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Rigging Plan: What is a Rigging Plan and How to Create a Lifting Plan


Control and establish safety precautions before the process is completed. It is also an important planning process that will identify all hazard situations that might be found during the lifting process.
What Type of Rigging Plan Do I Need?
The first step when conducting a rigging safety plan is to identify the type of lift. There are three major classifications of a lifting plan: Critical lifts, ordinary lifts or pre-engineering lifts. Depending on the type of lift, then the rigging plan will have different concepts under evaluation to determine the steps needed to complete a safety rigging and lifting process.
Rigging and lifting Plan Components
Once the evaluation process has determine the type of rigging and lifting plan needed you will need to identify and gather information in regards to the following components:
*The rigging equipment
*Shackles, turnbuckles and slings being used
*Center of gravity of the load being lifted
*Crane capacity and crane charts
*Height, width and length of the lift
*Atmospheric and environmental conditions when the process is being performed
*Edges and corners of the load. It is important to evaluate all the geometry of the item being lifted
Sling angles
*Load angle factor
*Floor loading capacity
*Determine how to rig the load using good rigging practices
*Identify and make sure tha the attachment points and load can withstand the forces created by the rigging gear attachment
*Work zone safety
*Evaluate hazards to determine consequences resulting from collision, upset, or dropping the load
*Rigging Plan: Ordinary Lifts
Ordinary lifts are the easiest ones to handle. They will normally require a verbal planning process and holding preliminary lifting and rigging meetings.Only a minimal documentation and evaluation process is needed but always being sure that all safety precautions are been taken.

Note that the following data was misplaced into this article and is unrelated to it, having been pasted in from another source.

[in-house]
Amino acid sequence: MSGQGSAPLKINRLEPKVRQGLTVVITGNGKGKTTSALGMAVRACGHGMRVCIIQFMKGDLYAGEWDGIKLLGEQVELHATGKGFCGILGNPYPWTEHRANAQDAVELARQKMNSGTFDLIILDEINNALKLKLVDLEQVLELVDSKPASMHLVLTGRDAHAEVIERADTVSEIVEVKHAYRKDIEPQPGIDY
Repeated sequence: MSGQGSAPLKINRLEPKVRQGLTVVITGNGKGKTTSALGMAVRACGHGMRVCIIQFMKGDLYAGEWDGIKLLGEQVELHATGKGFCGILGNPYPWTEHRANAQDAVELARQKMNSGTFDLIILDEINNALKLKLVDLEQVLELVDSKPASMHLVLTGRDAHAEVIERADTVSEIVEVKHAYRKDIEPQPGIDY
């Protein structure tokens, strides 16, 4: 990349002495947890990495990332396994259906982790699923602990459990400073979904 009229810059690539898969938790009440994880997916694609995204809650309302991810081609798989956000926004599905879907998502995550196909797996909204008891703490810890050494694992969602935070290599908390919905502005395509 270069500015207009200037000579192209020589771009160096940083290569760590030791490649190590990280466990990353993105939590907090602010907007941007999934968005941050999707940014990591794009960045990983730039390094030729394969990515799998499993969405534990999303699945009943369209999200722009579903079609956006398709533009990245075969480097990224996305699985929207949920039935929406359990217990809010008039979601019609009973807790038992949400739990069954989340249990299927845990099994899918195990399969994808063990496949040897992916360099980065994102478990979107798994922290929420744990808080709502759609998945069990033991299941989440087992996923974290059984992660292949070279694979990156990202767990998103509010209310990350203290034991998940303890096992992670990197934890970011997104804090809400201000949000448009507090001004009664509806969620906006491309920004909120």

Rigging Plan: Critical Lifts
Critical lifts need a more detailed plan before execution. This process will normally require a written procedure and approval process.
Rigging Plan: Pre-Engineering Lifts
These are the most challenging ones to deal with. They will require specific rigging points, lifting procedure and to identify components that will probably need to be manage separately to avoid problems and minimize potential issues.
Rigging Plan Execution
Once the plan has been established you will need to follow it closely to avoid or reduce the possibily of safety accidents. It is important to
*Verify all equipment, fixtures and accessories before starting
*Verify that all equipment has been properly inspected and that such inspection are valid depending on the location or county where the process is being held at.
*Identify a load manager or a rigging leader. It can be your own safety professional or ordinary lifts, assign a designated leader; for critical lifts, assign a person-in-charge (PIC)
*Conduct a pre use inspection and verify that all components are in good condition.
*Conduct a dummy rigging process following the pre-established rigging plan.
*Be sure to identify and train all workers participating in the process.
*Clear or prepare the area where the load is being placer or moved
*Survey the lift site for hazardous or unsafe conditions
*Clear lift path of obstructions
*Identify the crane operator
*Follow specific instructions/procedures for attachment of the rigging gear to the load. Use proper rigging techniques.
*Stop the job when any potentially unsafe condition is recognized